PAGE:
There are a lot of smart people in agriculture and that is where the comparison stops and this is what I want to change. I want the people in the offices in the hallowed halls to tremble and listen and act when the farmer lobbyists go to meet the decision and policy makers

I know there are people in agriculture who could do it better than me and chose not to. So I am on a steep learning curve and constantly seeking out people I can learn from. Figuring out how to ask the right questions and when I get the right answers who are the people to take them to who will actually do something with them. Those people are very short on the ground in the world of dairy. Every day I am reminded just how naive so many of our dairy farmers are. We pay levies and we just expect that the people in charge of our levies can read our minds and this tends to lead to a one size fits all R&D mentality that apparently works in every region no matter what your farming system, topography, soil types et all and decision making that is not always in the best interests of the majority. It also means no-one is listening to us in Macquarie St or Canberra and can’t say I blame them.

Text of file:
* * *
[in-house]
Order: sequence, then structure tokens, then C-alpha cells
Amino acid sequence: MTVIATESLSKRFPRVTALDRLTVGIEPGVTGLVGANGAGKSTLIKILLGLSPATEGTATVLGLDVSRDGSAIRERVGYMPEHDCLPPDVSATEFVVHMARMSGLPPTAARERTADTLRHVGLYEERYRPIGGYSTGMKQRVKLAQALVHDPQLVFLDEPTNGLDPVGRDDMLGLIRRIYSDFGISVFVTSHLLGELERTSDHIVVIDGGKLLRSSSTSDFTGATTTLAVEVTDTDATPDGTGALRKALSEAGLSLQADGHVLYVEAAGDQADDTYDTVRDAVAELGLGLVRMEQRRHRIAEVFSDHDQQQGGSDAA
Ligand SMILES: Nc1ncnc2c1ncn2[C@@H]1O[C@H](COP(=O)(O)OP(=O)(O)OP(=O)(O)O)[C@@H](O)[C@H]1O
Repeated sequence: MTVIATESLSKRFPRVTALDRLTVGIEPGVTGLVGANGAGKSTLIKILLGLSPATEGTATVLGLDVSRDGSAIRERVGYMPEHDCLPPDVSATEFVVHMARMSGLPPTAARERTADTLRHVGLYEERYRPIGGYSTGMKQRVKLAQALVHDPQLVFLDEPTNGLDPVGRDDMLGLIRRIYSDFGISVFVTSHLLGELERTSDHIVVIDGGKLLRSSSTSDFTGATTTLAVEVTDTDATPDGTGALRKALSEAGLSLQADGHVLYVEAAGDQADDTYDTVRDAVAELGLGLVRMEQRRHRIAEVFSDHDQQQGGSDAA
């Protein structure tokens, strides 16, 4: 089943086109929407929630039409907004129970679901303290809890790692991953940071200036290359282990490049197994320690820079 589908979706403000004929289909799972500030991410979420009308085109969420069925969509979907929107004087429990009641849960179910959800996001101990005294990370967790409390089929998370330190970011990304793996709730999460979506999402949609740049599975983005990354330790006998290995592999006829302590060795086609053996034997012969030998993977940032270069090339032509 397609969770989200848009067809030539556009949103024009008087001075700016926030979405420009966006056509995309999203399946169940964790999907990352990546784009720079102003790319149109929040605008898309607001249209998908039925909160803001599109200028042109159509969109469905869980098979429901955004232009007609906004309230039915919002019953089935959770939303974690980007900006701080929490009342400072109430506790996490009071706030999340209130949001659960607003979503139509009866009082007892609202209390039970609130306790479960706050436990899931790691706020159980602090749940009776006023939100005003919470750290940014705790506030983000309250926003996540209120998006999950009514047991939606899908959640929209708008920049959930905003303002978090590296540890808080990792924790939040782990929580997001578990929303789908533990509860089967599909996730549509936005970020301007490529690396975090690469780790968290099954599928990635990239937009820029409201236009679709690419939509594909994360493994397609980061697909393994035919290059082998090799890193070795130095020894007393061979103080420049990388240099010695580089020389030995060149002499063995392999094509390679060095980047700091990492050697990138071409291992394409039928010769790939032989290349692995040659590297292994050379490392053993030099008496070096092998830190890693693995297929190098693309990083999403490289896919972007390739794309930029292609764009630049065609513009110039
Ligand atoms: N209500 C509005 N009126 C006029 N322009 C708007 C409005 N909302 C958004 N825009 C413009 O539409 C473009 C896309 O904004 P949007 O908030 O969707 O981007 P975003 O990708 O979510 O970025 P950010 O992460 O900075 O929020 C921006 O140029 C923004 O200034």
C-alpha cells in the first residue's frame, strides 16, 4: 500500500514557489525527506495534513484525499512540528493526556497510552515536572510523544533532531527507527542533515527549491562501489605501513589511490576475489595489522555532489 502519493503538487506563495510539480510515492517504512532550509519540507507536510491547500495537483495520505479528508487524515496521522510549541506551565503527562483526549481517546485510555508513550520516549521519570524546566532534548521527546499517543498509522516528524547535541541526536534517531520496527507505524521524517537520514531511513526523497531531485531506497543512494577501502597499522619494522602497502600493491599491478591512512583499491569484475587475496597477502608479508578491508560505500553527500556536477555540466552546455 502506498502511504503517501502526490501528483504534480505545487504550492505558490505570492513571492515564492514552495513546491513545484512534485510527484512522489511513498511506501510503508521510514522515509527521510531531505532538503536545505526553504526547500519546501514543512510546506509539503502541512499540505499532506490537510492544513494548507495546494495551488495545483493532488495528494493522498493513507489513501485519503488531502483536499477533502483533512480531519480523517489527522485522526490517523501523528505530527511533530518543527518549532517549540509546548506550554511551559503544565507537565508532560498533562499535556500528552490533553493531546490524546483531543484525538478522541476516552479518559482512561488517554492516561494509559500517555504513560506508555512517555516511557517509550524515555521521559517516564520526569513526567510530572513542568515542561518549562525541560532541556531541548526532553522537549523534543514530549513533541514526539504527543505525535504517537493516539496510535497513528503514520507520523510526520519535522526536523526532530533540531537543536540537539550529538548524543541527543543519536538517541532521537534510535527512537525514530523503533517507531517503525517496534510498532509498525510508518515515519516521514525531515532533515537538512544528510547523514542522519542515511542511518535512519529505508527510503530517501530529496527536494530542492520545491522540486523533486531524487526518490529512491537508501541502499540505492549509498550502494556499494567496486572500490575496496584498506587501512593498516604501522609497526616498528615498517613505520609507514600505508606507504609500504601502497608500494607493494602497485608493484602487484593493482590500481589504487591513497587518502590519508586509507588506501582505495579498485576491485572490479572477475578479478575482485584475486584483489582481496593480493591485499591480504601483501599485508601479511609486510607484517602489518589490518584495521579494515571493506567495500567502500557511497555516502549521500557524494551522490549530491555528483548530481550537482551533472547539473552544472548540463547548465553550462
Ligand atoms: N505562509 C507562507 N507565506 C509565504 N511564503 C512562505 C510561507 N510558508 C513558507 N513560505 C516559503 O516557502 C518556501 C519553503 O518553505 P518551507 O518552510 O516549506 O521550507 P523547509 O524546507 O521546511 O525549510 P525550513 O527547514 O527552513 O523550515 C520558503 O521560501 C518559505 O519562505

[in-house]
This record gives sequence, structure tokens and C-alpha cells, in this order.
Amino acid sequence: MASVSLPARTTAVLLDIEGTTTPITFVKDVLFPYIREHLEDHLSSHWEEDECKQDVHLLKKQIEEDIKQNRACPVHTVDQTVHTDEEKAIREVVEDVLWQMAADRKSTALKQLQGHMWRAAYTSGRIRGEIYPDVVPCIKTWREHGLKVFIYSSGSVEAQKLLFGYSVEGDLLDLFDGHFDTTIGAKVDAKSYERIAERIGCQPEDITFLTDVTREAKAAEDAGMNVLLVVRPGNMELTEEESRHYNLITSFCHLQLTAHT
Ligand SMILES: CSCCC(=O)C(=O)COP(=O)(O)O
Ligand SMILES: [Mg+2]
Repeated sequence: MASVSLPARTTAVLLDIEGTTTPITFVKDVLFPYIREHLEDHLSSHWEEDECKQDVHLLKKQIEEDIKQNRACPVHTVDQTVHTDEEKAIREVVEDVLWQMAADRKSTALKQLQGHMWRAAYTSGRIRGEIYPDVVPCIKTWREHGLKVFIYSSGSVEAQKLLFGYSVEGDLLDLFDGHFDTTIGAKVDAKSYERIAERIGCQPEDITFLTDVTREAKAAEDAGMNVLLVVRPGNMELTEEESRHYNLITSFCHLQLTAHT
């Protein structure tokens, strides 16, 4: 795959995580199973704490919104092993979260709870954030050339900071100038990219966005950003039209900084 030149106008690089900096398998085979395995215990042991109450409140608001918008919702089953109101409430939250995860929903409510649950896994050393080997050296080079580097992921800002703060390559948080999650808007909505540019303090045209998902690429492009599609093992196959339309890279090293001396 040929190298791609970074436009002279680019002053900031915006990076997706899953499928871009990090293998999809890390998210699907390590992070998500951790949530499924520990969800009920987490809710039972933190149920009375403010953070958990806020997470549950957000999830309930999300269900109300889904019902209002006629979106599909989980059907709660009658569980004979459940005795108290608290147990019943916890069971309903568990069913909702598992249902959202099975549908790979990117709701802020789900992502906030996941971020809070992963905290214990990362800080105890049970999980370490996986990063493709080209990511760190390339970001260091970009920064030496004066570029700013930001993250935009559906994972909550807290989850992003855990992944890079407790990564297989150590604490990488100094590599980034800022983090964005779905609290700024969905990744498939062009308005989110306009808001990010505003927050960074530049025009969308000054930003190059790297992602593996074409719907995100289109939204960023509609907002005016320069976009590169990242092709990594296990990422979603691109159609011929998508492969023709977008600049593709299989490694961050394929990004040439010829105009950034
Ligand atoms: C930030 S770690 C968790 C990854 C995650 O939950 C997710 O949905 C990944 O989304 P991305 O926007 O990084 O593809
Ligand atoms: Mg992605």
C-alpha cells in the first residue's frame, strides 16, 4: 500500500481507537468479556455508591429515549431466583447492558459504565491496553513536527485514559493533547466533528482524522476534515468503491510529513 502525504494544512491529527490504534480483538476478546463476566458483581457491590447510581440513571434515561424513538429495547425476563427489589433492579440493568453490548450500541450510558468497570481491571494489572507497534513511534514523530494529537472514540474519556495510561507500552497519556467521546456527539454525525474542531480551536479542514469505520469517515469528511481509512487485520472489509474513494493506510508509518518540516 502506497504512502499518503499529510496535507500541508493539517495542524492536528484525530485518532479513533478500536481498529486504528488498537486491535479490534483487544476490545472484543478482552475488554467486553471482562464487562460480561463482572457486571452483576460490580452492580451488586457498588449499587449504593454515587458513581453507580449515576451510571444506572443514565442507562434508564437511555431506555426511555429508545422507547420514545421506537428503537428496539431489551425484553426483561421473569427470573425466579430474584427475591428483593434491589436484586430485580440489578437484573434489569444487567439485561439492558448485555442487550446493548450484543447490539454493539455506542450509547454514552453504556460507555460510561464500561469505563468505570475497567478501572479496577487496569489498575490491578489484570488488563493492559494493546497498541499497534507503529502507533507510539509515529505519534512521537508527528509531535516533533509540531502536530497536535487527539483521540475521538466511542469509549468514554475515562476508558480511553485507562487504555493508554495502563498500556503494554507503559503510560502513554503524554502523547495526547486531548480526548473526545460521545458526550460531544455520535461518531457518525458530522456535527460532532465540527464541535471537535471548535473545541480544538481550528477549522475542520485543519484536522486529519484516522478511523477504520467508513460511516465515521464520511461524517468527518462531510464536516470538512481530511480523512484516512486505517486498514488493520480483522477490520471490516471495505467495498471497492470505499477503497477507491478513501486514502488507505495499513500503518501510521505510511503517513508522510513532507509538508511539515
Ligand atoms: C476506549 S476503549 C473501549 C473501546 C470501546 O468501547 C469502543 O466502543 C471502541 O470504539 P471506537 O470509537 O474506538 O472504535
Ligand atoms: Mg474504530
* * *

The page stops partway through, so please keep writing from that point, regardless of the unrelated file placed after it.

So I love to talk to people from other industries, hear what they are doing and always wondering why we don’t do that in dairy. Looking at the diversity of people I met at Crookwell Show. See post here.

Take cattle farmer Ken Wheelwright for example.